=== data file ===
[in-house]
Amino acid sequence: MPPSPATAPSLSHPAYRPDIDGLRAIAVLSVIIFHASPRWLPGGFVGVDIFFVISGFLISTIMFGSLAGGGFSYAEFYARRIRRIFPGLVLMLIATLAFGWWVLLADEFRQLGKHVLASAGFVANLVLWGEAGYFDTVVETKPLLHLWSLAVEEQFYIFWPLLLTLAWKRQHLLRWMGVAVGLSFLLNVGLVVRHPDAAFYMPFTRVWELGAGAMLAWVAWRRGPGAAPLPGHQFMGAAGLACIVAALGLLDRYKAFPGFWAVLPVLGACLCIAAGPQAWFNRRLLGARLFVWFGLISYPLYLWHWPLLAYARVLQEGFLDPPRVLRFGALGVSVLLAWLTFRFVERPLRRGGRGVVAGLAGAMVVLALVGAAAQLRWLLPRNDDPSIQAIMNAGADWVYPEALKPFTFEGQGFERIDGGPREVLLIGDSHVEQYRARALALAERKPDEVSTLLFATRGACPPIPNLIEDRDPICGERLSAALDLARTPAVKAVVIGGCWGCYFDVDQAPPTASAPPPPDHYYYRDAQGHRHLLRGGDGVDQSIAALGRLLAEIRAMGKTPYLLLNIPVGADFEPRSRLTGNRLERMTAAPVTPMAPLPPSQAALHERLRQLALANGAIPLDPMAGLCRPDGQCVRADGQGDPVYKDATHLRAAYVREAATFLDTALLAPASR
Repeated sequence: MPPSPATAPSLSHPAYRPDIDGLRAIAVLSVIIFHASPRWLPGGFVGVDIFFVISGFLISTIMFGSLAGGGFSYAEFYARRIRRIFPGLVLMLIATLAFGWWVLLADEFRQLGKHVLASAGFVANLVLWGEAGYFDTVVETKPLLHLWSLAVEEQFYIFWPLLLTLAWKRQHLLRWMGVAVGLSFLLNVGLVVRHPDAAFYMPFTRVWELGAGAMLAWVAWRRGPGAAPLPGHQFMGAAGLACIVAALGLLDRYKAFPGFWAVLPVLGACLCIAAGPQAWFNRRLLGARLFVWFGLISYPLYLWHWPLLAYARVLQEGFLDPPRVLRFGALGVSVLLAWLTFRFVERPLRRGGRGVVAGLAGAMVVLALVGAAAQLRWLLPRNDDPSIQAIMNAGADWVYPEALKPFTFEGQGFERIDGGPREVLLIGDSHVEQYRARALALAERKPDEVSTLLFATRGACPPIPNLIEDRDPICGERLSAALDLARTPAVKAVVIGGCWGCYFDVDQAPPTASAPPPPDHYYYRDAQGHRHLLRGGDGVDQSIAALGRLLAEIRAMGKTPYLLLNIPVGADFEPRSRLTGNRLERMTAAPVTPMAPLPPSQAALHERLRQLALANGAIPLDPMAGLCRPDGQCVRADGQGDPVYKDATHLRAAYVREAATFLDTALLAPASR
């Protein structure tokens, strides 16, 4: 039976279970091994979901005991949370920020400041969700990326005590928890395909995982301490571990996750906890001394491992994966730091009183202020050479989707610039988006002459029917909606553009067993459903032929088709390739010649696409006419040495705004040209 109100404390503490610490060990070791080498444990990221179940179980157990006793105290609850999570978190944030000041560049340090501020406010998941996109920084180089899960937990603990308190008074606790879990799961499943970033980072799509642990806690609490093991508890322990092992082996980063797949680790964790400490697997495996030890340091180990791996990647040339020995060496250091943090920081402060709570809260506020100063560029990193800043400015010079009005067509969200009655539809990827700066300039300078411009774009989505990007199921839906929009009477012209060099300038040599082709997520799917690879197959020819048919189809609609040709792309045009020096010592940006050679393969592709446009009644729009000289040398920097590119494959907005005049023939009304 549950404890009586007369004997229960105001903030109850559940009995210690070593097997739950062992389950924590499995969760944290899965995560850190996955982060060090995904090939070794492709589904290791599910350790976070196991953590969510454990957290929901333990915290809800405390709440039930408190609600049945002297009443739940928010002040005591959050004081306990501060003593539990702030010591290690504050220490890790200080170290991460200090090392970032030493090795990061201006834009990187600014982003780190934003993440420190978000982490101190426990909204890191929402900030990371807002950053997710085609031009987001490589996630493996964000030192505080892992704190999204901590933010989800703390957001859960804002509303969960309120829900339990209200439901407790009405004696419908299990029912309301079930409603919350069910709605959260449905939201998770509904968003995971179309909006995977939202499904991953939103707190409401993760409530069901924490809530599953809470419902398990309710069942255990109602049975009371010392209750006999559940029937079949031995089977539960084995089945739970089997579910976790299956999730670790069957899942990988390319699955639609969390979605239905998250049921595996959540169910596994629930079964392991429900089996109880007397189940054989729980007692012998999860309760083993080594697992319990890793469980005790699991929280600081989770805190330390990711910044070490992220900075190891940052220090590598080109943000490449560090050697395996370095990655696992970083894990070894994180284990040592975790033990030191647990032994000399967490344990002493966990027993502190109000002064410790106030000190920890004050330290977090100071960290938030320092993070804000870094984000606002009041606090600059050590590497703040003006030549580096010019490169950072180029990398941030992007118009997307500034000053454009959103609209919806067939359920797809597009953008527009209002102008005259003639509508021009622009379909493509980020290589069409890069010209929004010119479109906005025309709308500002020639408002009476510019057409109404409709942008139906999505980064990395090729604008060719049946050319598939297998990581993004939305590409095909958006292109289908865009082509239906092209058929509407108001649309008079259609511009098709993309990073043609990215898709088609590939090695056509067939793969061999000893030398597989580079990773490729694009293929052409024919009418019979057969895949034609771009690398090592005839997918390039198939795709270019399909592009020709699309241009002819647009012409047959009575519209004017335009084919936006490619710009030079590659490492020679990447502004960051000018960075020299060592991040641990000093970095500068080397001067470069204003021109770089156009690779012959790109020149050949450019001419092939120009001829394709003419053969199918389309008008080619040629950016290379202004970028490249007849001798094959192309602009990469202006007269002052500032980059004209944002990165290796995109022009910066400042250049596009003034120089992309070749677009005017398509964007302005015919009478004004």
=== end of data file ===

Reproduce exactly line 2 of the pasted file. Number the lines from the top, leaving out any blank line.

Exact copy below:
Amino acid sequence: MPPSPATAPSLSHPAYRPDIDGLRAIAVLSVIIFHASPRWLPGGFVGVDIFFVISGFLISTIMFGSLAGGGFSYAEFYARRIRRIFPGLVLMLIATLAFGWWVLLADEFRQLGKHVLASAGFVANLVLWGEAGYFDTVVETKPLLHLWSLAVEEQFYIFWPLLLTLAWKRQHLLRWMGVAVGLSFLLNVGLVVRHPDAAFYMPFTRVWELGAGAMLAWVAWRRGPGAAPLPGHQFMGAAGLACIVAALGLLDRYKAFPGFWAVLPVLGACLCIAAGPQAWFNRRLLGARLFVWFGLISYPLYLWHWPLLAYARVLQEGFLDPPRVLRFGALGVSVLLAWLTFRFVERPLRRGGRGVVAGLAGAMVVLALVGAAAQLRWLLPRNDDPSIQAIMNAGADWVYPEALKPFTFEGQGFERIDGGPREVLLIGDSHVEQYRARALALAERKPDEVSTLLFATRGACPPIPNLIEDRDPICGERLSAALDLARTPAVKAVVIGGCWGCYFDVDQAPPTASAPPPPDHYYYRDAQGHRHLLRGGDGVDQSIAALGRLLAEIRAMGKTPYLLLNIPVGADFEPRSRLTGNRLERMTAAPVTPMAPLPPSQAALHERLRQLALANGAIPLDPMAGLCRPDGQCVRADGQGDPVYKDATHLRAAYVREAATFLDTALLAPASR